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Home is Where the Heart Breaks: Canada Eliminated from Gold Cup After Costa Rica Draw

It was their best performance of the tournament, potentially of the Benito Floro era, but it wasn't enough to see Canada to their goal of reaching the CONCACAF Gold Cup knockout stages.

John E. Sokolowski-USA TODAY Sports

For a moment it seemed like Canada had pulled off the upset against Costa Rica. Marcus Haber had found the back of the net and the crowd in the south end of BMO Field was cheering wildly.

When that goal was eventually disallowed due to a correct offside call the momentary fairytale was over and reality set in: this was going to be another one of "those nights". It was, as a 0-0 draw eliminated Canada from the 2015 CONCACAF Gold Cup.

Disappointment has come to be synonymous with Canadian soccer, and this tournament isn't going to help that any. No wins, no goals and just two points at the end of the day can in no way be deemed a success of a tournament.

It also wasn't the complete failure that seems to be the consensus opinion after Canada crashed out of yet another major tournament in unspectacular fashion. Sometimes progress is painful, and this was definitely progress.

Ask anyone around the Canadian national team setup and they will tell you the same thing: the program has come a long way from 2013 and the last Gold Cup tournament. The players all committed and want to be playing for the team, and the professionalism around the program is increasing.

Canadian manager Benito Floro certainly made a lot of mistakes in his first tournament in charge of this team, but perhaps his biggest was overhyping the quality of the team. While it was refreshing to see a Canadian coach be optimistic, he had many expecting a Copa America appearance.

When the team fell short, due to a combination of tactical errors, underperformances and being a team still in development people called for his head. Sure, he said some pretty ridiculous things in his postgame press conference, but no more ridiculous than it would be to fire him at this point.

On its own this would have been a result to celebrate for the Canadian national team, and certainly would have been should they have hung on for just one more minute against Jamaica. It was likely the team's best game of the Floro era.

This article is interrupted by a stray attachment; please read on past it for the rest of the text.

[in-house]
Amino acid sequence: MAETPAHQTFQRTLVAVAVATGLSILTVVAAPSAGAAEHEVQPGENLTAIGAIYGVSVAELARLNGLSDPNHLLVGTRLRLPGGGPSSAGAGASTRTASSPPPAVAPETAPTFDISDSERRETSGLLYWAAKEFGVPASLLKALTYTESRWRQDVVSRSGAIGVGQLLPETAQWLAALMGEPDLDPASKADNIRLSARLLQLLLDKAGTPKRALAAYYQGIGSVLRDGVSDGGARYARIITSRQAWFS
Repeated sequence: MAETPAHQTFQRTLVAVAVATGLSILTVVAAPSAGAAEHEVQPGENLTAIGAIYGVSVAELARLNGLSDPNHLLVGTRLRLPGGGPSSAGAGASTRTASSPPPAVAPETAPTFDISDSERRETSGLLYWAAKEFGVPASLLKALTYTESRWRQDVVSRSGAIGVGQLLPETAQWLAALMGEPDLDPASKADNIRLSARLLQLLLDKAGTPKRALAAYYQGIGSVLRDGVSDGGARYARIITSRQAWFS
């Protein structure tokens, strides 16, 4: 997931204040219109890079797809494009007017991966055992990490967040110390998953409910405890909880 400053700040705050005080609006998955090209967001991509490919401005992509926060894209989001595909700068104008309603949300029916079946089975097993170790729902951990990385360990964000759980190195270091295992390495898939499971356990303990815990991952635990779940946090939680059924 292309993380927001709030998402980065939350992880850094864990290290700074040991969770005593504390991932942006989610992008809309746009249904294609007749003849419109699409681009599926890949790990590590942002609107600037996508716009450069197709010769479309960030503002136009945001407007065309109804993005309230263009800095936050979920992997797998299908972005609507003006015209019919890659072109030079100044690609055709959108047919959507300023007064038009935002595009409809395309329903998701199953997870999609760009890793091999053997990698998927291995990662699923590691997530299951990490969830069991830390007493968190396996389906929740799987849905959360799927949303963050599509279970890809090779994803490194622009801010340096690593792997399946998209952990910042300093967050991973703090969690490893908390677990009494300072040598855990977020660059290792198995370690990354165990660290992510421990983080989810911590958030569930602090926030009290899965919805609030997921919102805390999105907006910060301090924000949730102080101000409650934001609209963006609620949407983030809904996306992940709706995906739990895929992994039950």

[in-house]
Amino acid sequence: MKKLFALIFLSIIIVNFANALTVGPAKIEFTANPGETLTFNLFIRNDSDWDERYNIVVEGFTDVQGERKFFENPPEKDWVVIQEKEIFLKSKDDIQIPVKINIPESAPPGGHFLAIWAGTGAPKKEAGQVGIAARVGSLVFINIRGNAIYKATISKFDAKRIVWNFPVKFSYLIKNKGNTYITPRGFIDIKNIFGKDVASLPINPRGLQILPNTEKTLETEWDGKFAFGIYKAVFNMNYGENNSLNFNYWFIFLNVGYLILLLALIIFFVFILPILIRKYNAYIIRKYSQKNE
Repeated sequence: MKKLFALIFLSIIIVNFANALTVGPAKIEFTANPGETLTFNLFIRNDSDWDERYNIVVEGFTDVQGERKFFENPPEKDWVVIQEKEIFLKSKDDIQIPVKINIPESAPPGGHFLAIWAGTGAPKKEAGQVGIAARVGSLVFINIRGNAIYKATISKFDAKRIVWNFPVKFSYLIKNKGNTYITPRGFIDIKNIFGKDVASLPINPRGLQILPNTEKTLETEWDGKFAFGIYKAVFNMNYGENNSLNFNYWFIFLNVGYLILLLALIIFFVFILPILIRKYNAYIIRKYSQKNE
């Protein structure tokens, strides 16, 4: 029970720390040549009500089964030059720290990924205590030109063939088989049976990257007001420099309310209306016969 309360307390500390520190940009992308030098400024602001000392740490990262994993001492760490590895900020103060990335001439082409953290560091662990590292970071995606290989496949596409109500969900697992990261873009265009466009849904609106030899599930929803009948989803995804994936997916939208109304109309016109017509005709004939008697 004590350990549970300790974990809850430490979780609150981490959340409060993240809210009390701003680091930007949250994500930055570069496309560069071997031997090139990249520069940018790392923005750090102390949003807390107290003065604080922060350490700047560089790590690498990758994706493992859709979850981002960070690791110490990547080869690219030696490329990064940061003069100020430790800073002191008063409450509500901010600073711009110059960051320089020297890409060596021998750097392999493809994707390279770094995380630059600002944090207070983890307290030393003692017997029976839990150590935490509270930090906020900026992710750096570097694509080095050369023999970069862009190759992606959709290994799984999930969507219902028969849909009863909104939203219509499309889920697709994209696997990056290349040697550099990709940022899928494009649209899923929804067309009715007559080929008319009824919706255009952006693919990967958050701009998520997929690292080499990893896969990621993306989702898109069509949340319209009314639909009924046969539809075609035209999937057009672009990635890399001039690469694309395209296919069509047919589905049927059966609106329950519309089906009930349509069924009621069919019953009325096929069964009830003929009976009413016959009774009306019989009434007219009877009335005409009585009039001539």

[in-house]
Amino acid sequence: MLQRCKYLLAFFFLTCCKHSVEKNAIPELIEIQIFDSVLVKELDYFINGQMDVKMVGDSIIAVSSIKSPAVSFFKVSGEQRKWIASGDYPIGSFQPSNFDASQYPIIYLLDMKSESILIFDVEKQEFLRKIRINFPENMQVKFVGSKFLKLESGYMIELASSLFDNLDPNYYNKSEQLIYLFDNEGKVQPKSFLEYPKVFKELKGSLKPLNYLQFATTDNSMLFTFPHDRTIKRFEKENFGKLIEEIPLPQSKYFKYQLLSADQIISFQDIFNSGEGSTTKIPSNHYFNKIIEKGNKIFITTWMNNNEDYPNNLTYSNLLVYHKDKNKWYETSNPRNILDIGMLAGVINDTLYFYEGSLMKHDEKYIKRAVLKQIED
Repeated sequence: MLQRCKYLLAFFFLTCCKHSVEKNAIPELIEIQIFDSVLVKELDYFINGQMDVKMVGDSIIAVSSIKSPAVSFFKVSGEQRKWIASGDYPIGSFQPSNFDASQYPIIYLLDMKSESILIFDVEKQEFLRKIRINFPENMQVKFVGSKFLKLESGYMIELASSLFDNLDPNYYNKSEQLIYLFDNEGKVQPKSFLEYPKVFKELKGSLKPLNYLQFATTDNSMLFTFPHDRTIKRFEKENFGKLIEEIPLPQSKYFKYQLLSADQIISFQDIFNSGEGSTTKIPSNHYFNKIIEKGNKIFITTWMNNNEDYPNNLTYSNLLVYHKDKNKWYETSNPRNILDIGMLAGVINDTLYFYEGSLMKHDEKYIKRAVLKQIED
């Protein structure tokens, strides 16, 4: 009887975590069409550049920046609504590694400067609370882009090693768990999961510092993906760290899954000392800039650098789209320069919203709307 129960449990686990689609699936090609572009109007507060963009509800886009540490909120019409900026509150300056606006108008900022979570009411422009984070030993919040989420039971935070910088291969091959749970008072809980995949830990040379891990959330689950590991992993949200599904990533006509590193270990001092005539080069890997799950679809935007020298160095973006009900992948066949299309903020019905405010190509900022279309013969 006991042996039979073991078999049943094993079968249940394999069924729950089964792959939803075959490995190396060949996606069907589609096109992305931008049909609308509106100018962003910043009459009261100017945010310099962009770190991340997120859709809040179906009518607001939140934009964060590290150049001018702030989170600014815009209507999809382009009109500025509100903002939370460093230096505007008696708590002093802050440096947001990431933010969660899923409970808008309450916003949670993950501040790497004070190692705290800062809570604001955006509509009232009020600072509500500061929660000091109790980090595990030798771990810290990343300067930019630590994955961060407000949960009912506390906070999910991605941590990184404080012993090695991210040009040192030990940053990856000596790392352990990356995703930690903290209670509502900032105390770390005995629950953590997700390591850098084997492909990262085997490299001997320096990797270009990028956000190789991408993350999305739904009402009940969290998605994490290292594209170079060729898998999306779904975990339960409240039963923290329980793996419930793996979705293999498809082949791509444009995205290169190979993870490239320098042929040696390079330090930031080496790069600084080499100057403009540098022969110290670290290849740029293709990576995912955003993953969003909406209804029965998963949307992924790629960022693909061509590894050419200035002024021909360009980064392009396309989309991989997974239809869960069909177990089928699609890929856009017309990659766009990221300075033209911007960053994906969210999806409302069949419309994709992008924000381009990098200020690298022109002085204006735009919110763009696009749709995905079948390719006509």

Everything that they were criticized for in other matches they showed in this performance. They were strong and confident on the ball, they played with emotion and the will to win and they twice came within inches of scoring a goal that would have sent them to the quarterfinals.

They did so in front of a strong Canadian crowd, who made plenty of noise throughout the full 90 minutes. While it wasn't the crowd many would have hoped for, over both games it was still a strong indication of what Canada could offer as a potential Gold Cup host in the future.

In the end this team will only get stronger going forward. As Benito Floro mentioned after the game, the team was without a number of crucial players for this tournament. Other years that would have hurt Canada a lot more than it did this time around, the depth really is getting better.

With Atiba Hutchinson, Will Johnson, Doneil Henry, Issey Nakajima-Farran and Milan Borjan in the lineup Canada would have been a different team.

Not that goaltending was the issue at all, as Kenny Stamatopoulos was Canada's best player of the tournament without question. In every game he made saves the kept Canada alive until the final whistle of last night's game.

The defending was also a major positive, allowing just one goal in three games. David Edgar was a leader at the back as he has always been, and led the line very well throughout the entire tournament.

But it was Dejan Jakovic who truly turned heads at this tournament. The former DC United defender was solid throughout the tournament both in terms of his on and off the ball play. He had his best game against Costa Rica giving them very little in the attack.

At this point focusing on the positive is the best way to move forward. Instead of everyone paying of their mistakes, they deserve a chance to show that they have learned from them.

Floro's leash should without a doubt be tightened, but it was always the World Cup qualifiers, and not the Gold Cup, that should be the measuring stick for this team.

At that point they will hopefully be healthier, have more of an attacking plan and be further along in their development as a team.

The rebuild is far from complete for the Canadian men's soccer team, but last night was a demonstration that at least a few bricks were in place.  It's all about how those bricks are configured that will determine the strength of this team going forward.